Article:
Being a Better Friend on Social Networks

December 27th, 2009 § 6 comments

On social networks such as Facebook, your friends and colleagues typically provide you with a vast amount of information about what they’re doing and how they’re feeling. You should use this information to be a better friend.

When a friend makes some sort of comment or status update that makes you wonder “What’s wrong?”, “What happened?” or similar questions—don’t ask them that generic question. Take a quick look at their profile and check what they’ve been doing lately: have they been to a wedding? Did a relative fall ill or die? Did they just break up with someone? Did they just get laid off, or get a new job? Spend just a few minutes—literally!—checking in on your friend, use the resources that they have made available to you, and then use what you’ve learned to help your friend. If they’ve just broken up with someone, what’s better for them to hear: “What happened?” or “Hey, I heard you got laid off. Let me know if you want to talk or hang out anytime, my schedule is clear for you and dinner is on me.”? React to the event that happened; don’t just react because an event happened.

Look at this sort of research as the same way you would handle an in-person situation with a friend or co-worker: if one of your co-workers comes into the office and they seem excessively frustrated or angry, do you immediately confront them or ask them what’s wrong? Likely not; you’re more likely to talk to another co-worker first to see if you can find out what’s up. Sometimes, it’s better to learn things indirectly so you can approach a situation more delicately or give someone additional time and space. This works the same online as it does off.

If they didn’t say anything recently that makes it obvious why they’re in such a mood, then go ahead and ask them. But bear in mind that if they haven’t broadcasted the reason before, they might not want to broadcast the reason now, so a private message or email (not an instant message) is probably the best way to ask.

If you care about your friends, it’s worth spending a few more minutes to make sure that they are actually cared for, and not just bombarded with already-answered questions.

Tagged ,

§ 6 Responses to Being a Better Friend on Social Networks"

  • Golden words, these. I had this earlier this year when Mom passed away. It never bothered me too much, except for the part in the back of my mind saying, did you miss the tons of updates that have been going up for months now? But yeah, golden words.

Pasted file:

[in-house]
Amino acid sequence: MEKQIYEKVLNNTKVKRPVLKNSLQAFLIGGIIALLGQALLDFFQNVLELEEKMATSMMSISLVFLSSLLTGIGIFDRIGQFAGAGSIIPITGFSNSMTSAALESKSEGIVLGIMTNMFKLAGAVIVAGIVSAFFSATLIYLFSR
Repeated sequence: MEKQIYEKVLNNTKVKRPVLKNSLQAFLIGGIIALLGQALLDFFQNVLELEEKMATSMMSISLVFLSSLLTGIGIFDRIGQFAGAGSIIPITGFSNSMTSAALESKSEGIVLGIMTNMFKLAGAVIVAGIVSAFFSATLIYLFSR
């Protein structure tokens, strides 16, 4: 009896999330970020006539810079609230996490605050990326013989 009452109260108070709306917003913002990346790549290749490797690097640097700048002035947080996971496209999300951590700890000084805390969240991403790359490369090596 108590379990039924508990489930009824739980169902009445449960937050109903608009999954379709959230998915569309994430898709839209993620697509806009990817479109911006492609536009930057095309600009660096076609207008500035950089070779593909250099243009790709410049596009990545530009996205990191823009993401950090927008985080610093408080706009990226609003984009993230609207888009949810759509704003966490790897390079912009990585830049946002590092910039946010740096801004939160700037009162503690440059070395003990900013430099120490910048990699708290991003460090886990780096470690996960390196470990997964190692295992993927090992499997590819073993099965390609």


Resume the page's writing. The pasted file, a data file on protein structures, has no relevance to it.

Now, go and install Subscribe to Comments so we can all be happy. http://txfx.net/wordpress-plugins/subscribe-to-comments/

    :-)

  • Adam says:

    Done! I think. Is it working? I’m not sure. :P

  • gwen says:

    I disagree. I mean, if there’s the answer *right* before, that’s one thing… but digging around back posts leads to assumptions and possible inaccuracies about what is upsetting me today. And I thoroughly object to people bothering my friends about my status; that’s the way to stir up rumor mills and inaccurate second-hand information.

    Please, just ask me directly. I may respond with a pointer to what is bothering me, but at least I can provide that more quickly than waste your time looking for something that may or may not be there.

  • gwen says:

    Er, meant to also state this, but posted before I did:

    Also, if I am posting that I am unhappy to the internet, I am looking for attention and sympathy on the matter. Asking me about it is a form of sympathy.

  • Adam says:

    I’m not talking about going on a giant hunt through the six months of posts: I’m saying look at the last 2-3 days or so, depending on how frequently someone posts status updates or the equivalent. At the very least, that gives someone enough info to say “Hey, are you still frustrated about your flaky computer today, or is something else wrong?”

    I also think it’s bad form to run around asking everyone if they know what’s wrong with Gwen — but quickly asking one or two people when it’s convenient isn’t the same as rumor-mongering, especially if you ask someone with good judgement, who isn’t going to turn it into rumor-mongering.

  • Adam says:

    Also, gwen — you generally aren’t the sort of person that says something like “Man, today sucks!” and leave it without context. So, you’re already conveying that authoritative information.

    Obviously, in the case of knowing how a specific friend likes to be dealt with: deal with them in that way. :-)

Leave a Reply

Your email address will not be published. Required fields are marked *

What's this?

You are currently reading Being a Better Friend on Social Networks at Adam Jury.

meta

%d bloggers like this: